QR Codes: good on bottles, bad on books

People are quick to dismiss the potential of the QR code - but are marketers really offering a compelling reason to use them?

QR (Quick Response) codes are one of those technologies you love or hate. The theory is that you point an app on your smartphone at this little box of squares, and you are immediately taken to a website with further (and hopefully useful) information.

If you’re in the marketing business, you probably love them. If you’re anyone else, you’ll hate them. Actually, no, you’ll ignore them. Pretty much everywhere outside Japan, people are just ignoring the things. This single-serving Tumblr sums up the situation rather nicely.

That said, there’s growing evidence that QR Code usage is on the up – and it’s fair to say that there are few inherently bad technologies, just bad uses of them. And QR codes could well fall into the same bracket.

Here’s a little evidence:

Good use:

Erica Ogg of GigaOm brings use the news that Moore Brothers Wine Company is adding QR codes to its bottles, giving you a quick and easy route to matching your wine to your food. Now, it could be suggested that most people start with the food and match the wine to it, but that’s certainly not how I work, and I rather like the idea of rooting around in the cupboard for a bottle of wine to serve that evening, and being given some quick tips to go with it. It has a clear benefit to the user (indeed, a clearer benefit to the user than to the brand using the technique), and so strikes me as much more likely to be used.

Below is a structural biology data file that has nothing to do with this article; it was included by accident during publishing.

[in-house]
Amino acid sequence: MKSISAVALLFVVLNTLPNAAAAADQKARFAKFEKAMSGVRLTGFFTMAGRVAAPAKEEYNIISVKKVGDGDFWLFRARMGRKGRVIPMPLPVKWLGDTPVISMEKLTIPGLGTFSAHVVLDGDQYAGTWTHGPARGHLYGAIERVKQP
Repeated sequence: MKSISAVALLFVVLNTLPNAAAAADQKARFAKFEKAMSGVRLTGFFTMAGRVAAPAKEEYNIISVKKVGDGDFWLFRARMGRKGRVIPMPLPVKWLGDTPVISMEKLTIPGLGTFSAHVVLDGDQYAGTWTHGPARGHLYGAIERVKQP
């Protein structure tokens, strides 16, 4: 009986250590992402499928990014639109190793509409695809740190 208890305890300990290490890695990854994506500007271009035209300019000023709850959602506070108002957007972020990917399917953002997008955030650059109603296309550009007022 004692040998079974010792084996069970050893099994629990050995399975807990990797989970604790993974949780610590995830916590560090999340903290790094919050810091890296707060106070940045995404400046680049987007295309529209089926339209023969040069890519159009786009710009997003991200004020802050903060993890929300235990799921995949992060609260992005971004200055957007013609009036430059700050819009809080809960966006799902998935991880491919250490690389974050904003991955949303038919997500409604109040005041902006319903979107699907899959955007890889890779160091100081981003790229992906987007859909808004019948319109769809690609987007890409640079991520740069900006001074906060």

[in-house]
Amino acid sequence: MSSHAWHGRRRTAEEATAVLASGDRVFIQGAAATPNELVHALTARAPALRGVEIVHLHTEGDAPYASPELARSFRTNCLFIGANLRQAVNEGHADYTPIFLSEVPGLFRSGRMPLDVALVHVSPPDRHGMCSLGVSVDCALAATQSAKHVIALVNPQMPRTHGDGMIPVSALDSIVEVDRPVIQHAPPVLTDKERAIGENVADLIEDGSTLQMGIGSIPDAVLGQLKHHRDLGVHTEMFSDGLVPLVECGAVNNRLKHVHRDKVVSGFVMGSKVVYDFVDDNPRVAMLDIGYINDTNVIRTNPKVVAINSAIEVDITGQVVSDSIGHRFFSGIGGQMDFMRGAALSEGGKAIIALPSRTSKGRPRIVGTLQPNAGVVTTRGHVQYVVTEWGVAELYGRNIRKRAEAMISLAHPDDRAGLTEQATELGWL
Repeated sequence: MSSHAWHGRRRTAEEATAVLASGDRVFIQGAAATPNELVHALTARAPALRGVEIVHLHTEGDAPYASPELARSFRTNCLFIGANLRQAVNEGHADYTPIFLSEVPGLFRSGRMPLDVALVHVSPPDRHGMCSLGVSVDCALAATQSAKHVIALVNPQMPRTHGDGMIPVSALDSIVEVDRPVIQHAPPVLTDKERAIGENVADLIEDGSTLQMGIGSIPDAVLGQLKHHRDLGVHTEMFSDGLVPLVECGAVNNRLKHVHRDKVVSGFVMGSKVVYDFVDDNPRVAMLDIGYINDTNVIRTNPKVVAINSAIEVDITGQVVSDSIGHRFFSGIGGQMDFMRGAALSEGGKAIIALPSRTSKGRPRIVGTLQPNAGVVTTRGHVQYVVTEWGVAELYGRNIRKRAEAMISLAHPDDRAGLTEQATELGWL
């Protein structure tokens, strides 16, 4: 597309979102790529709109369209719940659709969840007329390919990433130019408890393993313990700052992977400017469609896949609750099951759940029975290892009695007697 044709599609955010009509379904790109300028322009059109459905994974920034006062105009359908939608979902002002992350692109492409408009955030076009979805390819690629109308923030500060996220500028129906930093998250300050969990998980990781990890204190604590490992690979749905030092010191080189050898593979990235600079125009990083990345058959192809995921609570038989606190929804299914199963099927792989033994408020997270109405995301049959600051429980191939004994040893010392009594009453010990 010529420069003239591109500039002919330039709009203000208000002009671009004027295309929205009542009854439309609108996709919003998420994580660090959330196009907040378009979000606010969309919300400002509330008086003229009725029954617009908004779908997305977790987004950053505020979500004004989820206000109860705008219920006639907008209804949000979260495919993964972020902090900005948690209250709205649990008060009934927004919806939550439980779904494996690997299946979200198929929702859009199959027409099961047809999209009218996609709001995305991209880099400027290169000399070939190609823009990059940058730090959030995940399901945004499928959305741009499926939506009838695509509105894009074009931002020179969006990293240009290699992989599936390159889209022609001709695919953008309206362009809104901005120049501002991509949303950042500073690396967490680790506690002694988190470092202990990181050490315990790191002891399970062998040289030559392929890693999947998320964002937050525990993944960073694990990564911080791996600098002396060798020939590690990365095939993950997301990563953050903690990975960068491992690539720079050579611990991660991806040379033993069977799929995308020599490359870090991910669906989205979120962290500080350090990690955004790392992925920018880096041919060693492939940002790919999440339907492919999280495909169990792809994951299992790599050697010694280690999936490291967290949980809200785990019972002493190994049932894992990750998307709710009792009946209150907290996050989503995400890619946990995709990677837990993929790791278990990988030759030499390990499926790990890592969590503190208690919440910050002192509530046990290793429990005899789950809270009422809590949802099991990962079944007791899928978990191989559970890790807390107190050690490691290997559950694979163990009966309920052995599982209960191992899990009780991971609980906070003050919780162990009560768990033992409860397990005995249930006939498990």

Bad Use:

Laura Hazard Owen reports that book publisher Simon & Schuster is adding QR codes to all of its books. The incentive? More information about the author. But are people compelled enough when they put down a book to look that up? The book itself pretty much covers the details of an author, and if the readers is interested in purchasing more titles by the same author, surely they’re more likely to search Amazon than look up a QR code.¬†Given the rapid shift towards eBooks already in progress, it seems likely that the demographic who might use a QR code is probably already reading the book on an eReader, where a live link would be more useful. This seems to me to be just adding a touch of technological gloss to a medium that probably doesn’t need it.

There’s a lesson in this contrast. One company is thinking about helping its customers, the other about publicising its products. Give people a real reason to use QR codes, and they might just start to live up to their potential.